Is the sum of two periodic functions still periodic?  Summary and Q&A
TL;DR
The sum of two periodic functions is not always periodic; a counter example is provided.
Questions & Answers
Q: Is the sum of two periodic functions always periodic?
No, the sum of two periodic functions is not always periodic. A counter example is provided where one function has a period of 2π and the other has a period of π, resulting in a nonperiodic sum.
Q: How do you determine the period of a periodic function?
To determine the period of a periodic function, divide 2π by the coefficient of T in the function. This gives the length of one period.
Q: Can you find a period for the sum of two periodic functions when it is periodic?
Yes, it is possible to find the period of the sum of two periodic functions when their sum is periodic. By finding integers that satisfy a certain equation, the smallest positive integer multiplied by the first period gives the period of the sum.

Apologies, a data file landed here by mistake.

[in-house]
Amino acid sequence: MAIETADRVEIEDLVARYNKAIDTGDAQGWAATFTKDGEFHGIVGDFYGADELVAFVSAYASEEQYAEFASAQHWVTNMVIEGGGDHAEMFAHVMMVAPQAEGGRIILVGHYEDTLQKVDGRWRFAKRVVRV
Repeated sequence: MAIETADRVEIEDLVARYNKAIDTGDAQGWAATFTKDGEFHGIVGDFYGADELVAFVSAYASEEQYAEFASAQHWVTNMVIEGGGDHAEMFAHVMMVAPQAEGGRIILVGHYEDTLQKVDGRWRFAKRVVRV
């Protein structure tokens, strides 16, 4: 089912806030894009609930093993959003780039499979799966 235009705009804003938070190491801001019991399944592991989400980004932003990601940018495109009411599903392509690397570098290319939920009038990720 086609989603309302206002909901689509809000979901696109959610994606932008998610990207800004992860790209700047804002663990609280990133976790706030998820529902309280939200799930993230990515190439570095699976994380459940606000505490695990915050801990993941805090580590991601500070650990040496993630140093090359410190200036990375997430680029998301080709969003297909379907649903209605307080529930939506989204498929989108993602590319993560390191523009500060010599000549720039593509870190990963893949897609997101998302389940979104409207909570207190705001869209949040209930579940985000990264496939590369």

Q: How does finding the least common multiple relate to finding when two runners will meet?
Finding the least common multiple is similar to finding the time at which two runners will meet. By using the least common multiple of their individual times, it gives the time after which they will meet at the same point again.
Summary & Key Takeaways

The sum of two periodic functions is not always periodic, despite the periods of the individual functions.

Using a counter example, it is shown that if one function has a period with a multiple of π and the other function does not, their sum will not be periodic.

However, a method is provided to find the period of the sum of two periodic functions when it is periodic.